Regime Change for Health Insurance Regulation: Rethinking Rate Review, Medical Loss Ratios, and Informed Competition

The recently enacted Patient Protection and Affordable Care Act aims to transform regulation of private health insurance. It would put in place a new federal regulatory regime that prescribes various mandates for covered benefits, imposes tighter restrictions on insurance premiums, sets limits on how premium dollars are spent, and exerts much greater political and bureaucratic control over health insurance.

As part of the American Enterprise Institute project, Beyond "Repeal and Replace": Ideas for Real Health Reform, insurance expert Scott E. Harrington argues that this new regulatory regime misdiagnoses the causes of health insurance problems and will worsen them. His study focuses in particular on the legislation's new requirements for rate review, minimum medical loss ratios, and rescission of insurance coverage.

The author offers a clear market-oriented alternative to the new law's agenda of top-down political controls. Harrington proposes reforms that would protect consumers and enhance the value of health insurance coverage, by promoting informed competition, individual choice, and personal responsibility. Instead of building a larger federal bureaucracy to ride herd on the states, his reforms would rely on targeted minimum standards for state regulation of health insurance that enhance existing consumer protections and promote competition among financially sound health insurers.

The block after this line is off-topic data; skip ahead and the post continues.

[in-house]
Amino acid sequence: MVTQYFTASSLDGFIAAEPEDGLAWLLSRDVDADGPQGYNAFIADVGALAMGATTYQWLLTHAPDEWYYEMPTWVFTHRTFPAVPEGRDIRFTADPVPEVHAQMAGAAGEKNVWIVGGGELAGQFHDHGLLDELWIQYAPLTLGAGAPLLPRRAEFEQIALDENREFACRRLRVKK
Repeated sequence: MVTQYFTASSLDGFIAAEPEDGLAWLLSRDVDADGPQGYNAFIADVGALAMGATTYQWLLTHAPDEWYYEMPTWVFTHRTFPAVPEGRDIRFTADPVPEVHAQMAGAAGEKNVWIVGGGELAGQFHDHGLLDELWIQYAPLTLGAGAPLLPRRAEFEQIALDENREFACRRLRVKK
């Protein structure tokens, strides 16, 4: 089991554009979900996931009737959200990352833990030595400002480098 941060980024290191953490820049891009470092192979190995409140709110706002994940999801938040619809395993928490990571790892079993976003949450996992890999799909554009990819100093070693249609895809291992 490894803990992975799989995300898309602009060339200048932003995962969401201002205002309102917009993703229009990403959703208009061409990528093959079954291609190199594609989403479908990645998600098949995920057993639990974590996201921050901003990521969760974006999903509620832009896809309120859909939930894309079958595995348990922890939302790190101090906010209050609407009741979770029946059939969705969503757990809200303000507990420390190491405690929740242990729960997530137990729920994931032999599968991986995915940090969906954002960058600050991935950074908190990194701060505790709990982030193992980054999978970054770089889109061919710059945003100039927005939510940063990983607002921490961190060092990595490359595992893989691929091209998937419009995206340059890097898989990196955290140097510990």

Click here to read the full paper as an Adobe Acrobat PDF.

Scott Harrington is an adjunct scholar at AEI.

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